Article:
BMW-inspired instrument binnacle looks modern, but also a bit confusing to understand. Whatever happened to well-designed traditional circular dials and needles?


Seats are a carryover from the lesser variants, and now wear N-Line upholstery. Lower support is lacking - our bums and backs were both sore after the drive:


Embossed 'N' logos paired with a chequered flag motif. Red contrast stitching & piping have been applied for good measure.


Aluminum pedals are a staple for any car with sporty intentions. N Line floor mats are reminiscent of old-school JDM car mats:


Subtle ambient lighting bathes the wireless charging pad in a cool red glow:


Smart 'N' spec gear selector is lifted from the international i20N:


Red contrast stitching and red piping to tie it all together. Notice the "sport" mode:


Rear bench gets the 'N' treatment as well, but misses out on that 'N' embossing. Adjustable head-restraints are found only on the N8 variant. The N6 gets fixed ones:


Disclaimer: Hyundai invited Team-BHP for the i20 N Line test-drive. They covered all the travel expenses for this driving event.

Last edited by GTO : 9th September 2021 at 11:07.
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Old 9th September 2021, 09:00   #5
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Thread moved out from the Assembly Line. Thanks for sharing!

Last edited by Aditya : 9th September 2021 at 09:03.
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Old 9th September 2021, 09:20   #6
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Default Re: Hyundai i20 N Line Review

Superb review, thanks for sharing your experience with us, guys . Rating thread a full 5 stars! Suhaas, you have an enviable writing style.

Am truly happy to see Hyundai offering a more fun car in a market that is littered with the graves of JTPs, Baleno RS', Abarth Puntos, Figo S', 1.2 TSI & 1.6 TDI Polo GTs etc. We have to understand that, in India, most enthusiasts don't have pureplay pleasure cars idling in their garage. What the enthusiast drives is also something that his / her family has to be happy with (this is compulsory), and that's where the N Line looks appealing. You can buy it for fun, while your spouse / parents / siblings can use it for their commuting too.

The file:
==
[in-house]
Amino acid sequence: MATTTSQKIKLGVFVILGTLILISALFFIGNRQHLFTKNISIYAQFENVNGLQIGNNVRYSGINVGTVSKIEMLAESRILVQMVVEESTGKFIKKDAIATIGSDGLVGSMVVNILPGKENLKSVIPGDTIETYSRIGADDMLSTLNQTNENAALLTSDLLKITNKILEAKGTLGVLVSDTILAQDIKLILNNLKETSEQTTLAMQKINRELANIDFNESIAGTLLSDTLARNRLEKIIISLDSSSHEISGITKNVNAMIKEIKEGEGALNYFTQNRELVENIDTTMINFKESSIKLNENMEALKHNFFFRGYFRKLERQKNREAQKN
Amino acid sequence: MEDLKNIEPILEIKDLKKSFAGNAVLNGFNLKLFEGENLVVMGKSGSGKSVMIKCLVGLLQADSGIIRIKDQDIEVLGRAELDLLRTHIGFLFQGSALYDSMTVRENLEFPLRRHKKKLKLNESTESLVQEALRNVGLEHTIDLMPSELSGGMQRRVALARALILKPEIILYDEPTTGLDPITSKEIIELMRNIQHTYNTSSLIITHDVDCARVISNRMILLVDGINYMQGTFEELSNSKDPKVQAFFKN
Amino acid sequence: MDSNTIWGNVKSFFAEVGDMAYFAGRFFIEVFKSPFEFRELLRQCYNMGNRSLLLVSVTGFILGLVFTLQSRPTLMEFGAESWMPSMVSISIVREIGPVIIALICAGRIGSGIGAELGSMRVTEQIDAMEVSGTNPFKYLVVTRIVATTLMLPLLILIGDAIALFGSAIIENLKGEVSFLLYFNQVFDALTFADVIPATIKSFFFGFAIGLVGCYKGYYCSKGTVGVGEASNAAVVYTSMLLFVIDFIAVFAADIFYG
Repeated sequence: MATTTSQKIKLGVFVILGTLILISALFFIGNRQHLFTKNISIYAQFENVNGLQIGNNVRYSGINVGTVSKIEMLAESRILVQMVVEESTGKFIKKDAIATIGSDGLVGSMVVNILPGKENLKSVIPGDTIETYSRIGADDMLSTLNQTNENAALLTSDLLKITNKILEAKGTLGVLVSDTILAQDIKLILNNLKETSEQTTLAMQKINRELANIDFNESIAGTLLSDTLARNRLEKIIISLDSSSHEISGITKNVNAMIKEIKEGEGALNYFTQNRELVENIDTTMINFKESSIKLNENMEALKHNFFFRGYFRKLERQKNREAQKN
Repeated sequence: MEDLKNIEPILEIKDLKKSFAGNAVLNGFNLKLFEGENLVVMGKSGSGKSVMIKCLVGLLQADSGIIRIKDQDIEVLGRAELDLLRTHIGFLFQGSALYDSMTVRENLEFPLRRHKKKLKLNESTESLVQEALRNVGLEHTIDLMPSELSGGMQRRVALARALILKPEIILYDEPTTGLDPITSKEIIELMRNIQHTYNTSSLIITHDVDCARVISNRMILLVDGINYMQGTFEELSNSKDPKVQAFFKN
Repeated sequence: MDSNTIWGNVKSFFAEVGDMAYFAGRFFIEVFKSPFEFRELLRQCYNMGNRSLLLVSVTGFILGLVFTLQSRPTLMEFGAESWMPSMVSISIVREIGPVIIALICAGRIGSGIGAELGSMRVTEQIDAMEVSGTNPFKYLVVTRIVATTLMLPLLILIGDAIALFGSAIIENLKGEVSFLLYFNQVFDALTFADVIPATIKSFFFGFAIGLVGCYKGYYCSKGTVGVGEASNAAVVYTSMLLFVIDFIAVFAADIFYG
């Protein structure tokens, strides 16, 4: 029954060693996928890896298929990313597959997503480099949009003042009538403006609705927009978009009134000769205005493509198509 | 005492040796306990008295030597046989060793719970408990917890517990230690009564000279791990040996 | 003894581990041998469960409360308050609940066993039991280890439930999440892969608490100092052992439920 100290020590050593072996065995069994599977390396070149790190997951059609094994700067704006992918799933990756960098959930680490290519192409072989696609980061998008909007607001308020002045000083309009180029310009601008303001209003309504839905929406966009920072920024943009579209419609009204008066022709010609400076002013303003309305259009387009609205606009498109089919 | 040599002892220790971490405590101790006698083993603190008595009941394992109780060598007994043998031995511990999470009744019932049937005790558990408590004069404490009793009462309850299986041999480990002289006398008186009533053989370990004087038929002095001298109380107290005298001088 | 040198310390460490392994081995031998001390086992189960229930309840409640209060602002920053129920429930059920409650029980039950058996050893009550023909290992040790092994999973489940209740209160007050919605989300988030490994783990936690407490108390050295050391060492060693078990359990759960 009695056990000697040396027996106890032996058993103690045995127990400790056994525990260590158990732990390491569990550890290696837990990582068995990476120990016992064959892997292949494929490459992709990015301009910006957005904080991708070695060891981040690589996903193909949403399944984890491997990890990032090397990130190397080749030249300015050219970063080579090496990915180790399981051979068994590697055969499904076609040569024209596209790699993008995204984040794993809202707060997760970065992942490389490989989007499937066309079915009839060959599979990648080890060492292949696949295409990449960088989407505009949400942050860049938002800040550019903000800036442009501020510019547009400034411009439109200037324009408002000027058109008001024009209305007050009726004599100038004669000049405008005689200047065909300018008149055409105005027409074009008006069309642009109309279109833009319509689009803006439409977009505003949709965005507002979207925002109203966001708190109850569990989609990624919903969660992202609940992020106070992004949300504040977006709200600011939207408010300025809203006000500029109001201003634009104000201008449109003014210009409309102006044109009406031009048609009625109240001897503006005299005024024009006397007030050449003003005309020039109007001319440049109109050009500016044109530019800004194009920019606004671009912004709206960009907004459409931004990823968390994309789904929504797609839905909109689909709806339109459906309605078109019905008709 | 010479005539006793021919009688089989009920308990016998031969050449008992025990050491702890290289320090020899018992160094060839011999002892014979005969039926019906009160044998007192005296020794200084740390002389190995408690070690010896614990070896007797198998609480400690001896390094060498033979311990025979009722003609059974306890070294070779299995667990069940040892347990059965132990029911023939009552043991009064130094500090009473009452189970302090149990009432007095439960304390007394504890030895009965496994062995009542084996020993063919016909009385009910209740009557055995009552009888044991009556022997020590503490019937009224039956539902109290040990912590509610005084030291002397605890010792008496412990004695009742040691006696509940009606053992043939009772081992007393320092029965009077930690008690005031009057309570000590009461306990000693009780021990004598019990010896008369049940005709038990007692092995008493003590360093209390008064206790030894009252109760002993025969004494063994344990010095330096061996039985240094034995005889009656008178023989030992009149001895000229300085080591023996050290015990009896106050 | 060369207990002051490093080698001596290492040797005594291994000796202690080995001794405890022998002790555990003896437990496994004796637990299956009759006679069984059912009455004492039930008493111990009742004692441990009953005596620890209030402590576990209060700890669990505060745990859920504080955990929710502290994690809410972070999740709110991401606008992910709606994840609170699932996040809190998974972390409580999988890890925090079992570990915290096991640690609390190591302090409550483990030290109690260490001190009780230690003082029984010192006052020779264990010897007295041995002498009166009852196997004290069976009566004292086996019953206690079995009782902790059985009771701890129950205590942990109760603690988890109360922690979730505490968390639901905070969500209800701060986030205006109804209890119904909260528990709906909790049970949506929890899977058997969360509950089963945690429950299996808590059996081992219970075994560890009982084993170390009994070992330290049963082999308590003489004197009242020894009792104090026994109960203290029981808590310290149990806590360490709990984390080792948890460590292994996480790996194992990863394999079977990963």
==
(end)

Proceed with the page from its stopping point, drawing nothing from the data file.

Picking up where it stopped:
Am calling for the car in Bombay to have some with it.

Last edited by GTO : 9th September 2021 at 09:23.
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Old 9th September 2021, 09:25   #7
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Default Re: Hyundai i20 N Line Review

As the reviewer Suhaas mentioned, a colossal miss is the MT for this car. I wonder if automatic rev matching on the DCT and iMT had something to do with this decision? Or was it to price the base variant at a slight premium over the i20 Sportz iMT variant to attract the base Magna and Sportz crowd.

Either way, enthusiast crowd will crave for more if they end up buying this. Polo GT TSI or even the Nios Turbo are more bang for buck options than the N Line. The non-enthusiast crowd might only opt for this for the exterior looks. Someone considering the Asta or Asta (O) variants might go for this.

Oh and fantastic review. Rating this 5 stars.

Last edited by sleepyhead148 : 9th September 2021 at 09:32. Reason: slight grammar edits
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Old 9th September 2021, 09:27   #8